the web site of Austin-based writer Eileen Mcginnis.


a blog about caregivers + creators throughout history.


Misremembered Lines: Toni Morrison on Creating the Self through Community

I first read Toni Morrison’s novel Sula in high school, for my AP English class. About to leave my suburban town for college in NYC and heady with the thrill of that near-freedom, I identified with the free-wheeling, convention-bucking Sula. What stuck with me above all, at a time when self-creation was paramount and procreation a very distant abstraction, was this one line from the novel:

Why would I make someone else before I’ve made myself?

Except that this was not the quote. As I discovered fifteen years later, when I was in graduate school and teaching the novel in a “Reading Women Writers” course.

Sula had made a more startling, more radical assertion, at least for her 1920s context:

I don’t want to make somebody else. I want to make myself.

Sula’s line, in other words, was not a deferral of motherhood but a wholesale rejection of it.

First edition cover.

First edition cover.

Partly, I begin with this misquotation to poke fun at my teenage naiveté. How could I ever think that the self was a fixed entity, that we matured into some kind of stable identity that would prepare us to have children? That the self was something earned with age and experience, like a college degree or a merit badge, rather than a fickle thing in constant process of being revised and remade?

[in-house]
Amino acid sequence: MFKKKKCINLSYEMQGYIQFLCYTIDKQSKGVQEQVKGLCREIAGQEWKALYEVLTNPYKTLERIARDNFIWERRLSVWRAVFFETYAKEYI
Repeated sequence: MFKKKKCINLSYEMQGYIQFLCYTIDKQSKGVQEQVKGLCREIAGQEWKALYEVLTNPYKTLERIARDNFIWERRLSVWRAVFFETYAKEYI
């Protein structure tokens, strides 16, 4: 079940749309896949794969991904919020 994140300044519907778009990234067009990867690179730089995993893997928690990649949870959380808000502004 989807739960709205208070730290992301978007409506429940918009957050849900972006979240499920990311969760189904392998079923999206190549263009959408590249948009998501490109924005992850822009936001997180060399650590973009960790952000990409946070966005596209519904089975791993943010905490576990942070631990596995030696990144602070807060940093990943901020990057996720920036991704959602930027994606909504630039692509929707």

Mostly, though, I begin with this anecdote because I feel some trepidation about venturing into the parenting biography of a Living Legend. And, well, because it’s not my story to tell.

So, instead, I’m going to focus this post around the lessons that Morrison’s early years as a writer might offer us. Then, I’ll link you to some further reading on Morrison and motherhood.

Images: Many of the most-circulated photos of Morrison portray her as a gray-haired doyenne of American letters. I like these snapshots of her life as a mother and of her female friendships. From left: Oprah, Maya Angelou, et al. laughing as Morrison dances (out of the picture) at her Nobel Prize party. Second from left: Morrison with sons Ford and Slade.  Second from right: Morrison with June Jordan Alice Walker, Nana Maynard, Ntzoke Shange, Vertamae Grosvenor, and others. Right: Morrison with Slade, who died in 2010.  

In her forward to Sula, Morrison recalls the formation of her own creative community as a single, working mother writing her first novel (The Bluest Eye):

The things we traded! Time, food, money, clothes, laughter, memory—and daring. Daring especially, because in the late sixties, with so many dead, detained, or silenced, there could be no turning back simply because there was no “back” back there. Cut adrift, so to speak, we found it possible to think up things, try things, explore…. Write a play, form a theater company, design clothes, write fiction unencumbered by other people’s expectations. Nobody was minding us, so we minded ourselves.